Oops. Here we have been told that PGD, that is, removing one cell from an early embryo and testing to determine whether it is deemed worthy of implantation, does not harm embryos. Not so, perhaps. According to a study published in the New England Journal of Medicine:
Preimplantation genetic screening did not increase but instead significantly reduced the rates of ongoing pregnancies and live births after IVF in women of advanced maternal age. These results argue strongly against routinely performing preimplantation genetic screening as an adjunct to IVF in this group of women.
The study speculates on several potential causes:
Several mechanisms may be responsible for the failure of preimplantation genetic screening to improve the outcomes of IVF in women of advanced maternal age. It is possible that biopsy of a blastomere [cell] on day 3 of embryonic development hampers the potential of an embryo to successfully implant; however, the effect of biopsy alone on pregnancy rates has not been studied. Furthermore, the limitation in the number of chromosomes that can be analyzed with FISH could lead to the transfer of embryos labeled as normal that are in fact aneuploid for one or more chromosomes not tested. This problem may be overcome in the future by the use of new techniques, such as array comparative genomic hybridization, in which the complete ploidy status can be given for a blastomere after biopsy. Finally, many human embryos resulting from IVF may be mosaic, so that the chromosomal constitution revealed by analysis of the blastomere may not be representative of the entire embryo.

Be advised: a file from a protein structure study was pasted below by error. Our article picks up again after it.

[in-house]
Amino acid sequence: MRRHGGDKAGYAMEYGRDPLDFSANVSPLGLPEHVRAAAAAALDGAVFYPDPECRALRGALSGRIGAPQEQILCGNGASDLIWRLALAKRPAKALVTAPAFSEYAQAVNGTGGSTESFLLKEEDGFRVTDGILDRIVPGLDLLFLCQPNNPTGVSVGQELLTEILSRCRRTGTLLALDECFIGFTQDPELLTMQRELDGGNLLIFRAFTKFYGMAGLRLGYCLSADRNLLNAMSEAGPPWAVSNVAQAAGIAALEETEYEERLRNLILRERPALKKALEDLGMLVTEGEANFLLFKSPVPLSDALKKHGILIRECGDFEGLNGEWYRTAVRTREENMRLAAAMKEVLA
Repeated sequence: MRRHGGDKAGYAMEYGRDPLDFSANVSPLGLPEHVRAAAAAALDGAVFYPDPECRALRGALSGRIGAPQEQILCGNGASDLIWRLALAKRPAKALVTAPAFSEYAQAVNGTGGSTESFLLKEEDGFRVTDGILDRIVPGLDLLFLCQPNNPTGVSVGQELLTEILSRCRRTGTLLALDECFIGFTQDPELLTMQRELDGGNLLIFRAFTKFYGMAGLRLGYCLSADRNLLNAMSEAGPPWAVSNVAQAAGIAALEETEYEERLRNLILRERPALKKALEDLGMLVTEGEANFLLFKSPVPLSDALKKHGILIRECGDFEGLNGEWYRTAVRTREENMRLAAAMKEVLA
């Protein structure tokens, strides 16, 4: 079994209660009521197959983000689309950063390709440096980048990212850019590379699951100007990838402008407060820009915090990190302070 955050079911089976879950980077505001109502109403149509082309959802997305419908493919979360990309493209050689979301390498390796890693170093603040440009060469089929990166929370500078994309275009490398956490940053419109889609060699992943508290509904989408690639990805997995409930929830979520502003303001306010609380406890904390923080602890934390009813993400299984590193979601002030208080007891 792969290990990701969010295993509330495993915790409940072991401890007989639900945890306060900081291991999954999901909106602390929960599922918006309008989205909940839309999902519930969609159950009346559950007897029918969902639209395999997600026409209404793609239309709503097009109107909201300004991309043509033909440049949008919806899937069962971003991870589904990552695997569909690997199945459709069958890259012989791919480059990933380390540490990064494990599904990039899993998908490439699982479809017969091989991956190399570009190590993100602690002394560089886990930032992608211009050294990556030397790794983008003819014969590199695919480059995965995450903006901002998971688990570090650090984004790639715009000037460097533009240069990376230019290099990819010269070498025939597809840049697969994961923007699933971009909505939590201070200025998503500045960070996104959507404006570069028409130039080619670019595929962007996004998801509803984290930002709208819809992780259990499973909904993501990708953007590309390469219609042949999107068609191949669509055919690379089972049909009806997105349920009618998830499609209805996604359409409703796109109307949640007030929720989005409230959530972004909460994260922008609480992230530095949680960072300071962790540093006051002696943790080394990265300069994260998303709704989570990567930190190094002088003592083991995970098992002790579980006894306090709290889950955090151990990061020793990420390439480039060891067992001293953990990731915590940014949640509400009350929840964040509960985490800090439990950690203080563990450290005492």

Interesting stuff. It appears that our attempts at hyper-control of progeny has a ways to go.
No word yet on whether this outcome impacts Advanced Cell Technology’s assertion that it can obtain ES cells without harming embryos which uses the same PGD technique.